April 23, 2018
Lessons of war: Remembering Vietnam
By Vicki-Ann Downing
The war in Vietnam dominated the national conversation in the 1960s. Students and professors took part in anti-war protests, such as the Moratorium to End the War in Vietnam in October 1969. But, while some were protesting, others were serving — “not because we were pro-war, but because we were pro-country,” said Ronald Regan ’68.
Regan, an accountancy major, enlisted after graduation. He still recalls the day, when reviewing the list of fallen soldiers in the military newspaper Stars and Stripes, he saw the name of his classmate, Army Lt. Thomas Patrick Gill III ’68, killed in action on Dec. 7, 1969.
Lt. Gill, from Pawtucket, had planned to study law, Regan said. He was one of 10 alumni who died in Vietnam. The Class of 1966 dedicated a memorial on campus to all of them.
Of the 58,220 American casualties in Vietnam, more than two-thirds — 39,361 — occurred between 1967-1969. The year 1968 was the worst of all: 16,592 deaths. It also was the year that 96 second lieutenants were commissioned through ROTC as part of their PC graduation.
Military service was a family tradition for many, including Col. Gerald F. Dillon ’68 & ’74G. (His father, James J. Dillon ’32 & ’36G, served in the Navy during World War II, and his son, Col. Ryan S. Dillon ’95, is the defense spokesman for Iraq and Syria). At 22, Dillon commanded Charlie Company, 502nd Parachute Infantry Regiment, in the 101st Airborne. In May 1970, during “the longest three days of my life,” he was wounded in fighting that killed 15 men.
“Our generation was raised to always respect authority,” Dillon said. “The real world is a harsh teacher. We certainly learned to become a little more circumspect, and skeptical, later on.”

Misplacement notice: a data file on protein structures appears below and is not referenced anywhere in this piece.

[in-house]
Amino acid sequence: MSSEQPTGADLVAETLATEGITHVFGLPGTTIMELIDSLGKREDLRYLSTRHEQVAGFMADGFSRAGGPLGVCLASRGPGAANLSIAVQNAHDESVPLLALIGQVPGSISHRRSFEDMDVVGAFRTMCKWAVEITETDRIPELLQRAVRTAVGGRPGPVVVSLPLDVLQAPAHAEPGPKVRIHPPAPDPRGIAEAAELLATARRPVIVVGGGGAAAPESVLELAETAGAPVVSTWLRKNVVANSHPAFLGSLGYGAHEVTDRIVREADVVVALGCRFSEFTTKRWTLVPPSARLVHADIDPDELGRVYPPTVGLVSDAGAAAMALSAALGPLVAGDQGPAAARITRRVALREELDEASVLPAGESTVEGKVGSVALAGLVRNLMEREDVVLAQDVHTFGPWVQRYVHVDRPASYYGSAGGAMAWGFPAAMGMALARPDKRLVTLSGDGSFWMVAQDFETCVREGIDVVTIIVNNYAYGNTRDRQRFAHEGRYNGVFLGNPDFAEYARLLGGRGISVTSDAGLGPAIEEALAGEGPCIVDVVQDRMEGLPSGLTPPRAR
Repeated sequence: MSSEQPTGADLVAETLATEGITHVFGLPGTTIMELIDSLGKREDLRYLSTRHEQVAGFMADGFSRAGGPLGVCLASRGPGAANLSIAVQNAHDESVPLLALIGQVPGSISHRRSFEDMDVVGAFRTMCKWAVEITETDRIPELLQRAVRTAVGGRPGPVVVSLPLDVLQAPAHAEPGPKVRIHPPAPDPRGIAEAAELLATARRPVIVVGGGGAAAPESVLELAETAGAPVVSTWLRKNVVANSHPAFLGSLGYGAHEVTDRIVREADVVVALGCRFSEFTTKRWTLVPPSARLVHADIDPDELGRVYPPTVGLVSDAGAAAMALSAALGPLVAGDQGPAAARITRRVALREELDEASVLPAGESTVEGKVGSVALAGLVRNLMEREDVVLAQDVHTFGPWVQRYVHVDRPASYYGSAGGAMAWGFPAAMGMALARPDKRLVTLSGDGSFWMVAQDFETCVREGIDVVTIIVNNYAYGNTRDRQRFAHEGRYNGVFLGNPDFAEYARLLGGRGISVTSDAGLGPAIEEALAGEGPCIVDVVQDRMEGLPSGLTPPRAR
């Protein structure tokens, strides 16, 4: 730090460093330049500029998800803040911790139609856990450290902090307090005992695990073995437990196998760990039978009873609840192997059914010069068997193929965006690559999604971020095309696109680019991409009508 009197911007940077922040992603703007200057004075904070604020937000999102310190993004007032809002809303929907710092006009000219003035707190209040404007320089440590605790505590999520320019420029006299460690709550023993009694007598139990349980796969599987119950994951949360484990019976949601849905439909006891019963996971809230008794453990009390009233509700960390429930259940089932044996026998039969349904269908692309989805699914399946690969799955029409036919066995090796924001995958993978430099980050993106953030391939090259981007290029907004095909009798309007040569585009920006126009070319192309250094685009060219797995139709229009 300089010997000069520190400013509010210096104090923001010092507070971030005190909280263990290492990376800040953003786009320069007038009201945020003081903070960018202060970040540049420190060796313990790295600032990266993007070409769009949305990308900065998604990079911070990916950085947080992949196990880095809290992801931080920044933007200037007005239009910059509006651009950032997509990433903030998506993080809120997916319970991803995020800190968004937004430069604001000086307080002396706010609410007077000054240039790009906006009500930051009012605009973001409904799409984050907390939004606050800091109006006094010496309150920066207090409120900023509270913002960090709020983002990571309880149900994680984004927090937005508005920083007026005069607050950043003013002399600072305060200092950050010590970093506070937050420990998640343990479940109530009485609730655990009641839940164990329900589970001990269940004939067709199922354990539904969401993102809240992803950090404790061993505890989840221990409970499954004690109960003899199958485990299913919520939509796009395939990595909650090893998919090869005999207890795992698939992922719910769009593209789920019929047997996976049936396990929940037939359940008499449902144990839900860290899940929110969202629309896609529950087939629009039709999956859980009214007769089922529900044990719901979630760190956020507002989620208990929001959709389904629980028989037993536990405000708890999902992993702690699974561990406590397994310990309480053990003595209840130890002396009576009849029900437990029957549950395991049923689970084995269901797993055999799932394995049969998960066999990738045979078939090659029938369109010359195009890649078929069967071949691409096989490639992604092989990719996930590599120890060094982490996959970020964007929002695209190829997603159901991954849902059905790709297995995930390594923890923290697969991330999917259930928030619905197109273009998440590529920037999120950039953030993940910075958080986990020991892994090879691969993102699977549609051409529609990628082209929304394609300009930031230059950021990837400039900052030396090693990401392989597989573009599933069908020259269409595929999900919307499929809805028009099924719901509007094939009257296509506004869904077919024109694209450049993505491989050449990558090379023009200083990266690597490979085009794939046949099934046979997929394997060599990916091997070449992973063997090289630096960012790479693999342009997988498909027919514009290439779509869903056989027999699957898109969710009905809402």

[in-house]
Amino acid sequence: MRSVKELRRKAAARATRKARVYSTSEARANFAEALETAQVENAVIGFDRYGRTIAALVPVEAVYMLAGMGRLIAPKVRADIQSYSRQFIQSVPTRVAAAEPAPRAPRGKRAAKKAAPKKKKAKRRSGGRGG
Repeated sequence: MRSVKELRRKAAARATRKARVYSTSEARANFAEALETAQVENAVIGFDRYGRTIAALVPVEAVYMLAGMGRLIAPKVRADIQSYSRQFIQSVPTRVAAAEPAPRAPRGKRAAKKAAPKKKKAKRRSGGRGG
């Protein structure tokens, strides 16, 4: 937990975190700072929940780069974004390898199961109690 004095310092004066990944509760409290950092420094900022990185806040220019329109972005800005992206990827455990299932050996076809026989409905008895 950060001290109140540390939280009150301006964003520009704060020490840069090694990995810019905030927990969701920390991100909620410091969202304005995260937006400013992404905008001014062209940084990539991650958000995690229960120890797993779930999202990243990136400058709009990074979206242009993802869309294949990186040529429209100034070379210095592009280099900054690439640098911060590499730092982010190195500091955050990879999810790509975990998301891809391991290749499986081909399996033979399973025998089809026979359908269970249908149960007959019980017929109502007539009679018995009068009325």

Dillon received two Silver Stars, two Bronze Stars, and the Purple Heart. He returned to PC to teach military science in ROTC and to earn a master’s degree in educational counseling. He is retired after a 30-year Army career. He was posted to
Germany and Egypt and taught at the Army Ranger School, Naval War College, and U.S. Military Academy at West Point.
When Gerald J. Hughes ’68 was in ROTC, his younger brother, Mark, was already serving in Vietnam.
“We’re baby boomers,” Hughes said. “Most of our fathers were in World War II. We grew up with that mentality. Serving your country was the right thing to do.”
Hughes was a Green Beret who led 40 men in infantry combat. After serving, he earned an MBA from Seton Hall University and worked in corporate employee benefit consulting for 30 years.
Most recently, he helped establish the Vietnam Veterans Memorial in Key West, Fla. He said he has the deepest respect for all classmates who served.
“I read a thousand books after Vietnam to try to understand what it was about,” said Hughes.
“Do I have an answer for the whole thing? No. But I understand it a lot more. I have to say, percentage-wise, most of us would go back to Vietnam and do it all again, even knowing what we know now. But we’d rather fight it our way this time.”